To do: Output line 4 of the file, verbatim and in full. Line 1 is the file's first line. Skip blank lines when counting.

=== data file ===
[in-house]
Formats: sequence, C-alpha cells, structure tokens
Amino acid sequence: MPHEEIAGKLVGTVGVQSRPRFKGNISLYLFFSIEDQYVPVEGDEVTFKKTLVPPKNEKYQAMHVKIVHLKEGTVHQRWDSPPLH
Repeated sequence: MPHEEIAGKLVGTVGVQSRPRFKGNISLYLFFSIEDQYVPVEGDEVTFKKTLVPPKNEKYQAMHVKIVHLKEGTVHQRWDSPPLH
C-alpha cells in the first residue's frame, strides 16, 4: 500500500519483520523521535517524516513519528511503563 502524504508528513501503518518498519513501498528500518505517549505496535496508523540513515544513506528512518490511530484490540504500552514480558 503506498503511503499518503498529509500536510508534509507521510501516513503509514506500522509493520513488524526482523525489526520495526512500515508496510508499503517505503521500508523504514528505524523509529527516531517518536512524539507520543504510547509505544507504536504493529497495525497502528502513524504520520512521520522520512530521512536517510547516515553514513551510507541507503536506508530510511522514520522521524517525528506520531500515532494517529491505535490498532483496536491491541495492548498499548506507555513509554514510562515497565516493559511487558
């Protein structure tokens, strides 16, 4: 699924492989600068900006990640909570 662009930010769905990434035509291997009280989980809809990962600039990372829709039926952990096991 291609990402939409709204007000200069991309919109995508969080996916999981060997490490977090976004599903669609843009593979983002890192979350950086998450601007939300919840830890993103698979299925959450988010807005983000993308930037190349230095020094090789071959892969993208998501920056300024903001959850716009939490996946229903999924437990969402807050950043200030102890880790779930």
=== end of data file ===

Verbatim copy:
Repeated sequence: MPHEEIAGKLVGTVGVQSRPRFKGNISLYLFFSIEDQYVPVEGDEVTFKKTLVPPKNEKYQAMHVKIVHLKEGTVHQRWDSPPLH